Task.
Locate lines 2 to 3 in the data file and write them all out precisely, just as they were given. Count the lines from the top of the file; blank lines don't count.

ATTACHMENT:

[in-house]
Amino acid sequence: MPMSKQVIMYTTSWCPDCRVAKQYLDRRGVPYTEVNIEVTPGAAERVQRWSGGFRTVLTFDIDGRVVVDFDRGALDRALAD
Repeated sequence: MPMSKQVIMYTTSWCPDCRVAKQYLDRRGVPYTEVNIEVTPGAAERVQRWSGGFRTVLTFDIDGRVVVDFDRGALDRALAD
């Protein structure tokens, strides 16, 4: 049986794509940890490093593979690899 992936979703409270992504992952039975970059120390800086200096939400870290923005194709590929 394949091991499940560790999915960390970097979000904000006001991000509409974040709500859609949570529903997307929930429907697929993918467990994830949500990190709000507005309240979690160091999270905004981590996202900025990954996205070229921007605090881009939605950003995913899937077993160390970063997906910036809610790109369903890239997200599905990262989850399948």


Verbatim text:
Amino acid sequence: MPMSKQVIMYTTSWCPDCRVAKQYLDRRGVPYTEVNIEVTPGAAERVQRWSGGFRTVLTFDIDGRVVVDFDRGALDRALAD
Repeated sequence: MPMSKQVIMYTTSWCPDCRVAKQYLDRRGVPYTEVNIEVTPGAAERVQRWSGGFRTVLTFDIDGRVVVDFDRGALDRALAD